The story involves the lives of these people from the 1860s until the end of World War I. The Hamiltons, emigrating from Ireland, are Steinbeck’s ilk. He introduces them with the memoirist’s caveats of partial memory and reliance on hearsay and imagination for a full picture. In the next chapter, there is no caveat, and presentation of the Trask family reads at first like pure fiction. Moving to California from Connecticut, the Trasks serve as the focus of the author’s allegorical exploration of humanity through the lens of the Genesis story of Cain and Abel.

Genre sets a reader’s expectations of a book’s characteristics: A novel should have a good plot, and a memoir should be true to the writer’s life and emotions. One could argue that both should have good plots and human truths. As a novel, a memoir, and a genre bender, East of Eden accomplishes both ends. Switching between families throughout, the book starts with Hamilton and ends with Trask. While not formulaic or tidily paced, the plot of East of Eden follows the life story of the narrator’s grandfather Samuel Hamilton and his family, as well as three generations in the family of his grandfather’s neighbor and friend, Adam Trask.

Point of View and Characters

Steinbeck maintains the occasional sharing of a personal viewpoint on the Hamiltons and eventually inserts first-person voice into parts of the Trasks’ story. These latter characters all receive space in which to express themselves, through third-person omniscient point of view and the free indirect style of stating a character’s thoughts as straight narration, instead of using italics or quotes.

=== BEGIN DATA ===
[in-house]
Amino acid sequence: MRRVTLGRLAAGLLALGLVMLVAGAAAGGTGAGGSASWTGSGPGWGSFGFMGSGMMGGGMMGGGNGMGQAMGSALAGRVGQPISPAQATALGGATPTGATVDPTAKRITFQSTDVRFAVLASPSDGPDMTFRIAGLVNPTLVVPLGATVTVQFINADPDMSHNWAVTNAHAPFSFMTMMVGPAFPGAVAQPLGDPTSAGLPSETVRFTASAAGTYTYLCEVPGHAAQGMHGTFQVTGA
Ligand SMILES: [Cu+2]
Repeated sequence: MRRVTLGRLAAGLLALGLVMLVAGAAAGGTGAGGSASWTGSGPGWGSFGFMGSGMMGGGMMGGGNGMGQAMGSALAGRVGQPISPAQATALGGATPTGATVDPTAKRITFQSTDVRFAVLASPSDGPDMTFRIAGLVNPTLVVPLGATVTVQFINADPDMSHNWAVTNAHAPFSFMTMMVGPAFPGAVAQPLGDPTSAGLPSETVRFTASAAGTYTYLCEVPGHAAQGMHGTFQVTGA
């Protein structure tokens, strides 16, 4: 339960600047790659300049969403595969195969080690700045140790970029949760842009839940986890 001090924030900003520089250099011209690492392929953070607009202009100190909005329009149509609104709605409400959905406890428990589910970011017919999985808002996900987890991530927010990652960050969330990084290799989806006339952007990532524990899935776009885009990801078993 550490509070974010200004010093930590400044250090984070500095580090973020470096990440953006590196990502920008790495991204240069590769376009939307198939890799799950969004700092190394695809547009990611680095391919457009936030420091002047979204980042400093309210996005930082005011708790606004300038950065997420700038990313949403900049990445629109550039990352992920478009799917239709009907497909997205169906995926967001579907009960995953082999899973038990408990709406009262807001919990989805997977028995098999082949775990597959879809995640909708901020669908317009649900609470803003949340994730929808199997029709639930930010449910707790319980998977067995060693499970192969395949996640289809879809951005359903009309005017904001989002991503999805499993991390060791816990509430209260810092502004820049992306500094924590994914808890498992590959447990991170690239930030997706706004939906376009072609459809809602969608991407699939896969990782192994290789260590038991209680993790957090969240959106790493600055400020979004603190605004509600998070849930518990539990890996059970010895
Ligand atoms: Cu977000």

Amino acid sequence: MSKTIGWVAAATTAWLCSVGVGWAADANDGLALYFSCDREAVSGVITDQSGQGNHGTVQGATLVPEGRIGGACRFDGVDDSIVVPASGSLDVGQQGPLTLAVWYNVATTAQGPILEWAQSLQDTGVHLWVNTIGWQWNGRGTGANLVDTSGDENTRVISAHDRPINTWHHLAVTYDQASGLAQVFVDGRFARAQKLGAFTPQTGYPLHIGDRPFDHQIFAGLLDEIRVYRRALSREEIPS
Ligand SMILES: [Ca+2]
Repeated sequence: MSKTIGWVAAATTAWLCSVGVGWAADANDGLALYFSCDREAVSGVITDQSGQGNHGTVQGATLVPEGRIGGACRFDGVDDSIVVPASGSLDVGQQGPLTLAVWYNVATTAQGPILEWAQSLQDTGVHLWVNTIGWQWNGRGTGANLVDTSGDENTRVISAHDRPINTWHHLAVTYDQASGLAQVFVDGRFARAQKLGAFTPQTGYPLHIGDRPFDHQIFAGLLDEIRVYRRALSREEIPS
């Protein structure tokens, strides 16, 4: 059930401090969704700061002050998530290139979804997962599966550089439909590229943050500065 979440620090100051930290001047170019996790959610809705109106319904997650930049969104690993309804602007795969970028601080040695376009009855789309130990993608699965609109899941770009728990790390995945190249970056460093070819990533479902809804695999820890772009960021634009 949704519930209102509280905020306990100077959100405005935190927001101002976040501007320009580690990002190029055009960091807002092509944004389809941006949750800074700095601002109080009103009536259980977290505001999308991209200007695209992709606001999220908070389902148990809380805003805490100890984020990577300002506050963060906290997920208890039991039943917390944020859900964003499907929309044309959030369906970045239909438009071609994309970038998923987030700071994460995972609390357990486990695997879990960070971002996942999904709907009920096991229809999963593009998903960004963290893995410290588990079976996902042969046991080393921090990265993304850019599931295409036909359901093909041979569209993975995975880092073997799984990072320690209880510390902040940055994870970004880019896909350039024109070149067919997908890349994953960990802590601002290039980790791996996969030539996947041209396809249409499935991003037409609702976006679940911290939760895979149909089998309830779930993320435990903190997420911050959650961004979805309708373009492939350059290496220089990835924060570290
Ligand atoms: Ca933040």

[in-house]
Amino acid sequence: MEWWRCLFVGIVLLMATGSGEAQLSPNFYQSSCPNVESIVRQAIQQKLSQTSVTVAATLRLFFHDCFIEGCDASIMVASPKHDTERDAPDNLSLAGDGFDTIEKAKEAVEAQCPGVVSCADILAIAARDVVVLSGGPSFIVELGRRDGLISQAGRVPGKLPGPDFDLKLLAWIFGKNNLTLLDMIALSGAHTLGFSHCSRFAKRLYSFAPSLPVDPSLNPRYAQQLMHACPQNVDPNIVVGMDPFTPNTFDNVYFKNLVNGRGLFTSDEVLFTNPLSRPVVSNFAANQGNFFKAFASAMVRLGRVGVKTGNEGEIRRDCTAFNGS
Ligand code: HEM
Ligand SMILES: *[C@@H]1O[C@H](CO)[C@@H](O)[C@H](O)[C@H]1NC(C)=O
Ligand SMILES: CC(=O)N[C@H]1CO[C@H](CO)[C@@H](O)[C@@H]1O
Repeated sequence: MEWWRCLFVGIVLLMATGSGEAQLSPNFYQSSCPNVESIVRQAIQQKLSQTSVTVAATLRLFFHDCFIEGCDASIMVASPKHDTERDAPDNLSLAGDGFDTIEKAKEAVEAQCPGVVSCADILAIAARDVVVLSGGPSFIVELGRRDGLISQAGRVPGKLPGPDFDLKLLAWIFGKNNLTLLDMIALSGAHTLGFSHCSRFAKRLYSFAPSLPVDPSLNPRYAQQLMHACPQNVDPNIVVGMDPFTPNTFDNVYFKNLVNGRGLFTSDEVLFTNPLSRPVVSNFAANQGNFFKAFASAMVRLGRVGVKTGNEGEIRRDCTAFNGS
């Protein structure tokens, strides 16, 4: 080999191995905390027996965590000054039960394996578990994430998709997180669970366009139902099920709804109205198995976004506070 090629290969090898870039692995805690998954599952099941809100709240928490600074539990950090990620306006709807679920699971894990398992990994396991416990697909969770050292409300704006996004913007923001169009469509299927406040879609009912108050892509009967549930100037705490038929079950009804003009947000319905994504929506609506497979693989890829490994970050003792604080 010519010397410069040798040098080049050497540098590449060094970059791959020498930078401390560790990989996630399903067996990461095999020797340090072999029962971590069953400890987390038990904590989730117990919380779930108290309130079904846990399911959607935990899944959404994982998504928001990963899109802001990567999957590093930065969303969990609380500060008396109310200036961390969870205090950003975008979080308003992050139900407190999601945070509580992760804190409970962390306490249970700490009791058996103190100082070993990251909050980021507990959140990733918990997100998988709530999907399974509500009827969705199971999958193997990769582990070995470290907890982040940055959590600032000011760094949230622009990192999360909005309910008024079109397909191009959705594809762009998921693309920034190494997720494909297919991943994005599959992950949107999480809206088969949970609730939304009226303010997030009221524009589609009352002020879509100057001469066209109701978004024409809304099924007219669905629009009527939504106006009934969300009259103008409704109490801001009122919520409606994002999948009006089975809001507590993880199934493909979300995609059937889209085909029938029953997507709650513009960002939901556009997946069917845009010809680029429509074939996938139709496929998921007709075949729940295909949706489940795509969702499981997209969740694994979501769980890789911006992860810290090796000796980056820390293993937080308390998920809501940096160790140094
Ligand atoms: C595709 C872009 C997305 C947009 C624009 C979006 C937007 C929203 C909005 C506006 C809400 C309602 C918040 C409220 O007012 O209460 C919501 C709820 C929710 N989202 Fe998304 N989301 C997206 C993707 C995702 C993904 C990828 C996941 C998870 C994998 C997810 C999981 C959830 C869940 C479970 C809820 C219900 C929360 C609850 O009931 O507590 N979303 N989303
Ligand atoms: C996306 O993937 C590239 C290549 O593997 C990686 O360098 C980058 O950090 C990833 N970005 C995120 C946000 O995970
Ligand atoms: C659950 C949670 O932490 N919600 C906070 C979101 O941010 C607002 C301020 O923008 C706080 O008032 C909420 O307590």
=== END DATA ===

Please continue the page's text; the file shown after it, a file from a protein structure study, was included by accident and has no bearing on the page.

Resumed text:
On the Trask side, there are three archetypal “C” characters, and three archetypal “A” characters, and yet, the author draws them all uniquely. Cathy is one fascinating specimen. Adam is almost as enigmatic. Charles, his brother, and Cal, his son, provide flickers of the wicked streak that Cathy fully embodies. Adam, his son Aron, and Abra, Aron’s girlfriend, symbolize sweetness, goodness, and beauty, and also the illusions that accompany the good soul’s initial experience of the world.

Employing memoir but leaning toward fiction, the book showcases Steinbeck’s skill with invention and description, even of characters. In one chapter, he provides a signal that he is imagining Cathy a certain way and then proceeds to develop intimate anatomical and physiological details of her pregnancy that no one who would actually ever speak about it really knew or observed.

That section starts, “I’ve built the image in my mind of Cathy, sitting quietly, waiting for her pregnancy to be over, living on a farm she did not like, with a man (Adam) she did not love.” These bare foundational facts prove true to the story’s outcomes, but as with most memoirs, the specifics of the story are subject to faulty memory, incomplete records, insufficient research because dead people can’t answer questions, and so on.

So how can we trust any character details in a memoir-novel? At bottom, we really can’t. We have to treat all aspects equally—those not observable by visitors to west central California or witnessed by current or former residents in the past. That is, we must treat those details as almost fully invented. It’s the only “safe” approach to maintain suspension of disbelief where needed and sustain basic belief in the author’s credibility generally.

The experienced reader of classic fiction, nonfiction, memoir, and other forms is more likely to understand that the narrator is a character in the story, too, a persona being drawn, just like other characters. None are trustworthy; all operate from their own motives and agendas with imperfect humanity. I’ll get into flaws in Steinbeck’s narration later on. Back to characters for now.

Then, there’s Lee. The most compelling and unexpected character, his personality and initiative receive free rein with Adam as his master and, later, his non-romantic family partner. An educated, well-spoken Chinese immigrant, Lee’s Pidgin-speaking habits for the public’s benefit he drops not long into the story. Lee is the glue that holds the Trask family together, and he becomes the surrogate mother figure to Adam’s twin boys.